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VANCOUVER—The Canucks management brass made two deals right at the NHL trade deadline on Monday, Feb.28. The Canucks targeted two players who will come in and help their forward depth, two guys who are interchangeable in the bottom six role on the Canucks. With the opening on the fourth line center ice position all season, after former-West coast express member Brendan Morrison exiled to Calgary for a bigger role, the Canucks had no proper replacement to fit in the fourth line. Roles on the team: Maxim Lapierre: fourth line centre, and occasional shifts on Manny Malhotra's wing if the situation arises. He has the speed and defensive instincts to play a penalty killing duty, lessening pressure on Ryan Kesler and Alex Burrows on the PKs. He can take faceoffs with his respectable 53.4% winning rate on the season. Chirs Higgins: fourth line winger with Tanner Glass and Lapierre. Higgins has been teammates with Lapierre before, and they're no strangers to each others play. Look for head coach Alain Vigneault to rekindle old chemistry between the two. Higgins has the hands to play some shifts on the third line with Raffi Torres and Malhotra. He may even get a shot at replacing Mason Raymond on Ryan Kesler's second line left-wing if Raymond struggles. A very versatile player is what the Canucks got with Higgins. Luckily, I've had the pleasure of staying two seasons in Montréal. Following the Canadiens under the spotlight was quite a special experience. They take hockey to a new level. Unlike the Leaf Nation who really has had nothing to cheer for over six decades, I went through the Canadiens Centennial Year celebrations. Royal Canadian Mint designed a Canadiens loonie in celebration of the club's 24 Stanley Cup wins and a big boost to the atmosphere in town. From what I know about Higgins and Lapierre, who both left La Belle Province not too long ago, the Canucks have now got some valuable, quality members at forward. At the end of training camp in September of 2008 the Canadiens were getting set for their 100th NHL season. I can still remember listening to the FAN990, Montreal Sports Radio. They were ecstatic about Higgins. They felt it was Higgins' breakout year offensively on the Habs. Tony Marinaro, who currently hosts an on-air show called "Montreal Forum" predicted that Higgins could reach 40 goals this season. Head coach Guy Carbonneau was also optimistic. Kostitsyns was one year older, Higgins would step up and D'Agostini and Pacioretty were coming up promisingly. We all know that it did not exactly materialize, but the Canadiens did get into the playoffs, only to lose in the first round to the Boston Bruins. As for Lapierre, the Messiah to save our fourth line that we have dreamed for so long has finally arrived. In Montréal, Lapierre was loved by his coaching staff as a "hard-nosed, gritty hockey player," who worked "extremely hard night after night." While Lapierre will not score very many goals for his hockey club, he is very much like a Jannik Hansen or Glass on the Canucks; he gives a consistent effort each game and can really skate well. Lapierre has the speed, and with a faceoff percentage of 53.4%, is very tough to play against. He finishes his checks, gets under the skin of opposing players (mainly due to his tenacity) and he can chirp at will. When asked about chirping he said, "If they want me to shut up, I'll do it." After the trades, I received some strong reactions from Vancouver fans: Voice of the Canucks Nation: "Loved em both. The 4th line is soooo much better!" "Higgins is a great team guy as well." "Yea. Lost a little depth on D in Oberg tho. Should be fine." ~Todd Cordell, former-B/R lead writer, current SportsHaze Canada content manager via text message "A good sign, he's buying in already!" (on Lapierre agreeing to shut his mouth if asked by coaches) ~EvoLu7ioN, member on Canucks.com forum "Great trades today by netting Higgins and Lapierre that should solidify Vancouver's bottom 6 lines" ~Drewbro77, on twitter "Luvin vancouver's acquisition....lapierre & burrows 2 big pests...and underachieving higgins can chip in wtv on 3rd or 4th lines" ~Drizzydre87, twitter "Many props to Gillis for bringing in just what our roster needed. Higgins n lap will be perfect. And for cheap. Love it." ~Robertus97, twitter Thanks for following your Vancouver Canucks. This is Joseph Trenton. Follow Joseph Trenton on Twitter for the latest Canucks, NHL news, as well as CFL news.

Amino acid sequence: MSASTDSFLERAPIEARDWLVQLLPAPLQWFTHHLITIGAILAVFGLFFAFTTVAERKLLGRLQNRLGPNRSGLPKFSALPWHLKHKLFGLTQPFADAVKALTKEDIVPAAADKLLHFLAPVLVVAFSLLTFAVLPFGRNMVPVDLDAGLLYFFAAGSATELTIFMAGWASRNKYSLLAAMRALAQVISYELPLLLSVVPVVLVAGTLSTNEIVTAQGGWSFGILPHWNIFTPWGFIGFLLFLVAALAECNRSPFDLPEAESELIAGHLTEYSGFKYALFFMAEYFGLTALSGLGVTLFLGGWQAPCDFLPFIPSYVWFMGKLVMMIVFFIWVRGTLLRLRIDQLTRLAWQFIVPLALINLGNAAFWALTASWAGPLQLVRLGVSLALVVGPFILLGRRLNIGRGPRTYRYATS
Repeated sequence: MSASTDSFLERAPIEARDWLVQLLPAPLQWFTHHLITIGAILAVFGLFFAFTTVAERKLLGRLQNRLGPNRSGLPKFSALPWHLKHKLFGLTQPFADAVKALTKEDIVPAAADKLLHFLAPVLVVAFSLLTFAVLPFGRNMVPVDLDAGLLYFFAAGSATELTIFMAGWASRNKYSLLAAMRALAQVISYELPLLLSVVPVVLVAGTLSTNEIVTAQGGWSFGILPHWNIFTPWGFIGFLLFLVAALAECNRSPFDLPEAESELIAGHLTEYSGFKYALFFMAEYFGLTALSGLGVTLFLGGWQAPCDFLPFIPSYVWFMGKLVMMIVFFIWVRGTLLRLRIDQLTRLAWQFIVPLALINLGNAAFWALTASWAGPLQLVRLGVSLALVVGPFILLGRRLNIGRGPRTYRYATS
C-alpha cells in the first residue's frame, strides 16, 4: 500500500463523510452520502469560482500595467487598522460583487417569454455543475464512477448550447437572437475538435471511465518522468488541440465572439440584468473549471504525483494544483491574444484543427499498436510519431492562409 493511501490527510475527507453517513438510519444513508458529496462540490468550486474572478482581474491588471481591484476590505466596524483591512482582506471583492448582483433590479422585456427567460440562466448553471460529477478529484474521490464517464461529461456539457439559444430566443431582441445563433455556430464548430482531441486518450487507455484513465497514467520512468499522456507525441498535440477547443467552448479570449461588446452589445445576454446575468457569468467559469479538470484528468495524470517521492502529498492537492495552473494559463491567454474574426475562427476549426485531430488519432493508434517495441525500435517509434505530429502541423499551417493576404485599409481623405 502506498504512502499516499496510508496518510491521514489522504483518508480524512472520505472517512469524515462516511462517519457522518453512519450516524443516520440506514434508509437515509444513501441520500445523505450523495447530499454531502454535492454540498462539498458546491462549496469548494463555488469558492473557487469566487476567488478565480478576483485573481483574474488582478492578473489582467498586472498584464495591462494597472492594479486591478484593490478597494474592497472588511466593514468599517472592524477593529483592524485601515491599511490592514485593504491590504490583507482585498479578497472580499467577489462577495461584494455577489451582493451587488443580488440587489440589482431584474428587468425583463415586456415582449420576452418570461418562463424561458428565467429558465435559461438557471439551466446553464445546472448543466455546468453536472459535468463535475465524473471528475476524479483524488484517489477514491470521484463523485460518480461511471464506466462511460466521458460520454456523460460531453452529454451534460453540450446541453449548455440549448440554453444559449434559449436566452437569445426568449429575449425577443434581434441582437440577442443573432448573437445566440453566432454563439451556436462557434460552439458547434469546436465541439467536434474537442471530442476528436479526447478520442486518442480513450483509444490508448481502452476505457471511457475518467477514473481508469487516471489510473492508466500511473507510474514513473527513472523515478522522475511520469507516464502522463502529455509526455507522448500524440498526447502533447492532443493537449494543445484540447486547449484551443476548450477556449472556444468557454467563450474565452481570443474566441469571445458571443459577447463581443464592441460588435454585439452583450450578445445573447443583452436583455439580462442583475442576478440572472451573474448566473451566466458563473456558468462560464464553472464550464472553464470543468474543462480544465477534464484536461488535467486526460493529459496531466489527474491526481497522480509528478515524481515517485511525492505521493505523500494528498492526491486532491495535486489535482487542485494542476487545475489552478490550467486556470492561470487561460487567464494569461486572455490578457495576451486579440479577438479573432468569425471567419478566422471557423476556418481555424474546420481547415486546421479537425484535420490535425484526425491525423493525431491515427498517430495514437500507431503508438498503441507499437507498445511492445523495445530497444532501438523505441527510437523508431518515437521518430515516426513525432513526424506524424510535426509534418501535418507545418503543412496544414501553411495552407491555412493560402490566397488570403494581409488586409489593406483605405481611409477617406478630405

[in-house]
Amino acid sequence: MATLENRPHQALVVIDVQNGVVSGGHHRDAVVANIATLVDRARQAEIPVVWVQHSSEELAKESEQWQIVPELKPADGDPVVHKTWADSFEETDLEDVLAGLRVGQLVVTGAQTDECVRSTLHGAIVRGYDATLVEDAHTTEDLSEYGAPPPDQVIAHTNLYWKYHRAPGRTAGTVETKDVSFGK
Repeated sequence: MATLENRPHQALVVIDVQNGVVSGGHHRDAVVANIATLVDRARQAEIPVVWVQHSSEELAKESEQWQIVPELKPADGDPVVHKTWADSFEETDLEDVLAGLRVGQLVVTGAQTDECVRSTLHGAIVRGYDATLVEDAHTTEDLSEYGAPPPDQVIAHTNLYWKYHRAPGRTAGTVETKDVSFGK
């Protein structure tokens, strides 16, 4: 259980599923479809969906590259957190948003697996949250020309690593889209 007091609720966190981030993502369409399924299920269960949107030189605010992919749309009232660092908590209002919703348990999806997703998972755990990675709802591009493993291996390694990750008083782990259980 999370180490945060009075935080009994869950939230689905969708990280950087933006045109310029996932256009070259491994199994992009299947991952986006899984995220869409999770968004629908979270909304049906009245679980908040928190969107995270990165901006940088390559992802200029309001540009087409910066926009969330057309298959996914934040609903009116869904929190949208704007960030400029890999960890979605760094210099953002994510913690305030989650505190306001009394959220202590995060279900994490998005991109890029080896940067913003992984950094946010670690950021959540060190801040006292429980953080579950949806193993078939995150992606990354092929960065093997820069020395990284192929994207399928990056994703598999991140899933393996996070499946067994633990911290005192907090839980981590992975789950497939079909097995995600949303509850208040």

Canada captured an Olympic Winter Games record of 14 Gold medals in Vancouver and in honour of the Canadian Olympic Team, Number Crunching tries for a Gold medal performance in this first blog back since the Olympic break where we look back at the best of the Men's Ice Hockey tournament as well as ahead to the NHL's Trade Deadline on Wednesday. And of course, find out who takes home the Gold as the Number Crunching Player of the 2010 Winter Games. MEDAL HAUL <img src=http://cdn.nhl.com/canucks/images/upload/2010/02/FEb2810_gold_rr.jpg class="imageFloatLeftFramed">Canada came away with a record medal haul at the 2010 Winter Games, but the Canucks didn't do too shabbily either with three players returning to the team each with a medal of their own. Roberto Luongo (Canada - Gold), Ryan Kesler (USA - Silver), and Sami Salo (Finland - Bronze) will each have something to show off to their teammates when they re-join the team in Columbus. Their respective performances marked the first time since the NHL allowed players to participate in the Olympics that the Canucks have had players return to the team with medals in all three colours. However, the three medals is not a Canucks record for most medals won at a single Olympic Winter Games. That count is five which was set in 2006 in Torino when Mattias Ohlund along with Daniel and Henrik Sedin returned with Gold medals while Sami Salo and Jarkko Ruutu returned with Silver medals. Overall, the three medals from the 2010 Winter Games brings the Canucks total medal count to 11. Below is a list of Canucks Olympic medalists since 1998: Roberto Luongo (CAN): 2010 - Gold Ryan Kesler (USA): 2010 - Silver Sami Salo (FIN): 2010 - Bronze Mattias Ohlund (SWE): 2006 - Gold Daniel Sedin (SWE): 2006 - Gold Henrik Sedin (SWE): 2006 - Gold Sami Salo (FIN): 2006 - Silver Jarkko Ruutu (FIN): 2006 - Silver Ed Jovanovski (CAN): 2002 - Gold Pavel Bure (RUS): 1998 - Silver Jyrki Lumme (FIN): 1998 - Bronze DEMO-NSTRATION OF SKILL <img src=http://cdn.nhl.com/canucks/images/upload/2010/02/Feb2710_demo_rr.jpg class="imageFloatRightFramed">Slovakia may have come up short of medaling in the Men's Ice Hockey tournament but as far as individual performances go, they certainly did own the podium in terms of points scored led by the Canucks' own Pavol Demitra. Demitra led the tournament with 10 points (3-7-10) while teammate and Chicago Blackhawks forward Marian Hossa finished second with nine points (3-6-9). Team USA and New Jersey Devils forward Zach Parise finished third with eight points (4-4-8). Prior to Demitra, the last time a Slovak player led the tournament in scoring was in 1994 at the Lillehammer Winter Games. In fact, the top three scorers from that tournament were all Slovaks with Zigmund Palffy leading the way with 10 points (3-7-10) followed by Miroslav Satan (9-0-0) and Peter Stastny (5-4-9). That year, however, the Slovaks came in a disappointing sixth place despite winning their pool in the preliminary round. Demitra also became the first Canucks player since the NHL began participating in the Olympics in 1998 to lead the Men's Ice Hockey tournament in points. The only other Canuck to ever reach a top-three finish in points was Pavel Bure in 1998 when he notched nine goals in six games played helping Russia capture a Silver medal in Nagano. Bure finished one point shy of tying the tournament lead in points behind Bronze medalists Teemu Selanne (4-6-10) and Saku Koivu (2-8-10). SO LONG, FAREWELL? <img src=http://cdn.nhl.com/canucks/images/upload/2009/10/oct0809_hans02_rr.jpg class="imageFloatLeftFramed">With the NHL trade deadline coming at noon PT on Wednesday, March 3, there will be plenty of anxious Canucks players wondering if they will suiting up to face the Red Wings that night or hopping on a flight to parts currently unknown. While getting dealt is usually a shock to the system, there are five current Canucks on the active roster who knows what it's like to be moved on deadline day. Below is the list of current Canucks who have been involved in a deadline day deal: Ryan Johnson: Traded on deadline day 2000 from the Florida Panthers to the Tampa Bay Lightning for Mike Sillinger. Darcy Hordichuk: Traded on deadline day 2002 from the Atlanta Thrashers to the Phoenix Coyotes for a package including Kirill Safronov and the rights to Ruslan Zainullin. Brad Lukowich: Traded on deadline day 2006 from the New York Islanders to the New Jersey Devils for a third round draft pick. Willie Mitchell: Traded on deadline day 2006 from the Minnesota Wild to the Dallas Stars for Martin Skoula and Shawn Belle. Steve Bernier: Traded on deadline day 2008 from the San Jose Sharks to the Buffalo Sabres for Brian Campbell. As far as the Canucks as a team goes, since 1980 they have made 43 deals on trade deadline day although one was later nullified after the late Peter Zezel refused to report to Anaheim following a trade on deadline day 1999. The Canucks last made a trade on deadline day in 2008 when former GM Dave Nonis shipped Matt Cooke to the Washington Capitals in exchange for Matt Pettinger. NUMBER CRUNCHING PLAYER OF THE 2010 WINTER GAMES <img src=http://cdn.nhl.com/canucks/images/upload/2010/02/feb1710_luongo_rr.jpg class="imageFloatRightFramed">Roberto Luongo: 5-0 record with a 1.76 GAA and a .927 save percentage. Pavol Demitra received strong consideration after his tournament leading 10 points but it's hard to argue against Roberto Luongo who in the end was the lone Canuck to leave the Vancouver Games with a Gold medal around his neck. Luongo opened the tournament with an 8-0 shutout over an out-matched Norway team and at the time, the general belief was that the win against Norway would be the only action Luongo would receive in the tournament. That quickly changed after Canada opted to ride Luongo heading into the elimination portion of the tournament. Luongo posted an 8-2 win over Christian Ehrhoff and Team Germany in the Qualification Playoff game and then recorded a 7-3 win over a powerful Russian team the next night in the Quarterfinal. From there, he made some crucial late saves in a 3-2 win over Pavol Demitra and the Slovaks in the Semifinal before coming up with a clutch performance in an overtime victory over Ryan Kesler and the Americans in the Gold medal game in what was undoubtedly the biggest game of his career. CRUNCHED BY THE NUMBERS <img src=http://cdn.nhl.com/canucks/images/upload/2010/02/feb1910_twins_rr.jpg class="imageFloatLeftFramed">Daniel and Henrik Sedin: Combined one goal and five points in four games played A fifth place finish in Vancouver after winning the Gold medal in 2006 in Torino was definitely not what the Swedes had expected coming into the tournament and a less than stellar tournament for Daniel and Henrik probably contributed to their disappointing result. The trio of the twins and Mattias Weinhandl combined for just one goal in the tournament, that belonging to Daniel Sedin in a game against Belarus. In fact, out of the twins' five total points in the tournament, four of them came in that preliminary round game against Belarus. Both of Henrik's two assists in the tournament came in that game against Belarus while Daniel Sedin had one goal and one assist in that same game. Daniel also added an assist in Sweden's 3-0 win over Finland in their final preliminary game. Both Daniel and Henrik were shutout of the point column in Sweden's shocking 4-3 loss to Slovakia in the Quarterfinal game.